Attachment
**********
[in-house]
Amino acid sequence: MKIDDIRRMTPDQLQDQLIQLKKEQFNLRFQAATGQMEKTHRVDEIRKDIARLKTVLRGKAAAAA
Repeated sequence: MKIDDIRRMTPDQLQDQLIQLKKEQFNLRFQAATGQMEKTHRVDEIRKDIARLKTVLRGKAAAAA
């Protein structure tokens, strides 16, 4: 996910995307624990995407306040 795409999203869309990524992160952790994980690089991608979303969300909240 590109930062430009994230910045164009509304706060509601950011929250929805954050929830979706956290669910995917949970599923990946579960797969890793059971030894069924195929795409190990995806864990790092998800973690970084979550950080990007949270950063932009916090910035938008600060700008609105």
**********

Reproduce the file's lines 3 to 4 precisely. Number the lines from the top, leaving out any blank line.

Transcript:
Repeated sequence: MKIDDIRRMTPDQLQDQLIQLKKEQFNLRFQAATGQMEKTHRVDEIRKDIARLKTVLRGKAAAAA
């Protein structure tokens, strides 16, 4: 996910995307624990995407306040 795409999203869309990524992160952790994980690089991608979303969300909240 590109930062430009994230910045164009509304706060509601950011929250929805954050929830979706956290669910995917949970599923990946579960797969890793059971030894069924195929795409190990995806864990790092998800973690970084979550950080990007949270950063932009916090910035938008600060700008609105």